I am sitting next to Louise Casey, on a panel discussing social entrepreneurship and civic society. Aside from how inspired I am by what she has to say, what impresses me more is the fact that this is a leading civil servant speaking with passion about something she believes in, in her own name, on a public platform, watched by journalists from the national press. For someone who was previously the UK Government’s chief advisor on combatting anti-social behaviour, this is decidedly sociable stuff. If only more of the excellent civil servants I meet were inclined or empowered to speak and write their mind, rather than remain nameless.
We are at a magnificent event, ‘We Are Names Not Numbers’ hosted at Portmeirion by the wonderful Julia Hobsbawm of Editorial Intelligence, with partners Arts and Business, Edelman, Cision and Cass Business School. The names are out in force too, from historian Simon Schama, columnists Stefan Stern, Simon Jenkins and Yasmin Alibhai-Brown, right through to Rupert Murdoch’s biographer Michael Woolf. Although we are here to discuss creativity and individuality, the casting means that the themes of politics, the media and the web entwine to create three days of engaging conversation. The benefits of a remote location become clear with the noticeable absence of delegates sloping off into local coffee shops and alternative restaurants. When we meet, by the roaring fire, at the castle for drinks, we ALL meet, our arrival occasionally aided by one of a fleet of vehicles from sponsor Jaguar Landrover (and not a personalised number plate in sight).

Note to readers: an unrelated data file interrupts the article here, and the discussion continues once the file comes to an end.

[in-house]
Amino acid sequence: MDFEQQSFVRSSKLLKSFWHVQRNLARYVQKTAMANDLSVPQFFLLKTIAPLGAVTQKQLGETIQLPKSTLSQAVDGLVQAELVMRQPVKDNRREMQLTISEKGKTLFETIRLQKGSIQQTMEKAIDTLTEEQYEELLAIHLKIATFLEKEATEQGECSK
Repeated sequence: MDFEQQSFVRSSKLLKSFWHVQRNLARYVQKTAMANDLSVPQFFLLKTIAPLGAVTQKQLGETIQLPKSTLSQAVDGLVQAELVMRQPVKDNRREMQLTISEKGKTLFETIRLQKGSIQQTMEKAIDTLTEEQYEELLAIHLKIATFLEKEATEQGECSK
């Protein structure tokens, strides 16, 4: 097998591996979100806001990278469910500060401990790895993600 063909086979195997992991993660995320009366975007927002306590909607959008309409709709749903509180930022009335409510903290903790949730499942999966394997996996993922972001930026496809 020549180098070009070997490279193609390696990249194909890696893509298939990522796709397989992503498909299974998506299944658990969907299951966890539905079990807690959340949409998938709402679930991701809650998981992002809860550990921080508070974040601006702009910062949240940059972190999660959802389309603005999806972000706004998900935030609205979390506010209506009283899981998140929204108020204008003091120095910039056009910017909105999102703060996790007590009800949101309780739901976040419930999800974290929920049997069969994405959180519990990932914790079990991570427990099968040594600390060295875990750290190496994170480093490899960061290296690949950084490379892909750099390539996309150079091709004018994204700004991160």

I arrive in North Wales convinced that being a number is the least civilised of conditions and that names are the future. On reflection, I am left with two dilemmas. The first is that almost all of the organisations I interact with seem, despite their undoubted mining of my information, to treat me like a stranger. Whether it’s learning more about my future from my past health records, receiving a better service from my mobile phone provider or simply being able to join a fresh online community without having to begin again as a nobody, part of me yearns for a higher level of sophistication. You may be freaked out when your hairdresser texts you a week before your birthday offering you a cut price deal. As unfashionable as it may be, I’m beginning to wish a few more people would use my personal information to present valuable and pleasant surprises.
The second dilemma is the pressure we put on people to speak in their own name. At first glance this is all for the good. What ends up happening, nowhere more so than in politics, is that a change of mind is seen as a flip-flop, a back-track or a U-turn. A creative suggestion is ridiculed as something which will ‘never work’ rather than built upon or used to trigger another idea. Individuals who have a public profile shy away from speaking about a topic, lest they be held to account for evermore. So we need to be more supportive of early stage ideas, more accepting of the minority view. In the meantime, I leave Portmeirion pondering the need for nameless spaces, online and on the ground. Names and numbers are more powerful than ever. So is the need, sometimes, to be nobody.